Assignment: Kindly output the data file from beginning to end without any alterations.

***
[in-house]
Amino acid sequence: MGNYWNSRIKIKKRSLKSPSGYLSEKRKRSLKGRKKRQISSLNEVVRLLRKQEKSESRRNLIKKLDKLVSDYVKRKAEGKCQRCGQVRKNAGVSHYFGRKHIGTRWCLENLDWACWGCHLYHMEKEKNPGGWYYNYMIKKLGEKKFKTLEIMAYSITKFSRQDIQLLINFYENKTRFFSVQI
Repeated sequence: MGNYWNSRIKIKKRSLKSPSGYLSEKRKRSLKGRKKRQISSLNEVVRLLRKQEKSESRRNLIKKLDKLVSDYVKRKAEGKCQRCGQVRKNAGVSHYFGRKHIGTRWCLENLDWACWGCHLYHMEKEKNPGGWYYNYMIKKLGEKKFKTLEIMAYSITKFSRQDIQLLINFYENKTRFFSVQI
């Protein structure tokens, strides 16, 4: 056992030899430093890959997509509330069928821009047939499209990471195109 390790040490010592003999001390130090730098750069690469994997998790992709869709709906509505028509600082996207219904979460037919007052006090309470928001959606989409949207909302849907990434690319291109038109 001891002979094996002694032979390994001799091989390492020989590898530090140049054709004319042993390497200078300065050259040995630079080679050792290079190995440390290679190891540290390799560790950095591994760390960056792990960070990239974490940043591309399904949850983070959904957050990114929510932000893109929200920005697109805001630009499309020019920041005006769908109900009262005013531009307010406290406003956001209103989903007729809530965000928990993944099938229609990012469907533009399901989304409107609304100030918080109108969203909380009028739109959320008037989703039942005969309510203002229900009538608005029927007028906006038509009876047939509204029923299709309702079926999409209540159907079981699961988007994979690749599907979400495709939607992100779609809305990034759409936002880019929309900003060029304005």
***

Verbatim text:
[in-house]
Amino acid sequence: MGNYWNSRIKIKKRSLKSPSGYLSEKRKRSLKGRKKRQISSLNEVVRLLRKQEKSESRRNLIKKLDKLVSDYVKRKAEGKCQRCGQVRKNAGVSHYFGRKHIGTRWCLENLDWACWGCHLYHMEKEKNPGGWYYNYMIKKLGEKKFKTLEIMAYSITKFSRQDIQLLINFYENKTRFFSVQI
Repeated sequence: MGNYWNSRIKIKKRSLKSPSGYLSEKRKRSLKGRKKRQISSLNEVVRLLRKQEKSESRRNLIKKLDKLVSDYVKRKAEGKCQRCGQVRKNAGVSHYFGRKHIGTRWCLENLDWACWGCHLYHMEKEKNPGGWYYNYMIKKLGEKKFKTLEIMAYSITKFSRQDIQLLINFYENKTRFFSVQI
């Protein structure tokens, strides 16, 4: 056992030899430093890959997509509330069928821009047939499209990471195109 390790040490010592003999001390130090730098750069690469994997998790992709869709709906509505028509600082996207219904979460037919007052006090309470928001959606989409949207909302849907990434690319291109038109 001891002979094996002694032979390994001799091989390492020989590898530090140049054709004319042993390497200078300065050259040995630079080679050792290079190995440390290679190891540290390799560790950095591994760390960056792990960070990239974490940043591309399904949850983070959904957050990114929510932000893109929200920005697109805001630009499309020019920041005006769908109900009262005013531009307010406290406003956001209103989903007729809530965000928990993944099938229609990012469907533009399901989304409107609304100030918080109108969203909380009028739109959320008037989703039942005969309510203002229900009538608005029927007028906006038509009876047939509204029923299709309702079926999409209540159907079981699961988007994979690749599907979400495709939607992100779609809305990034759409936002880019929309900003060029304005």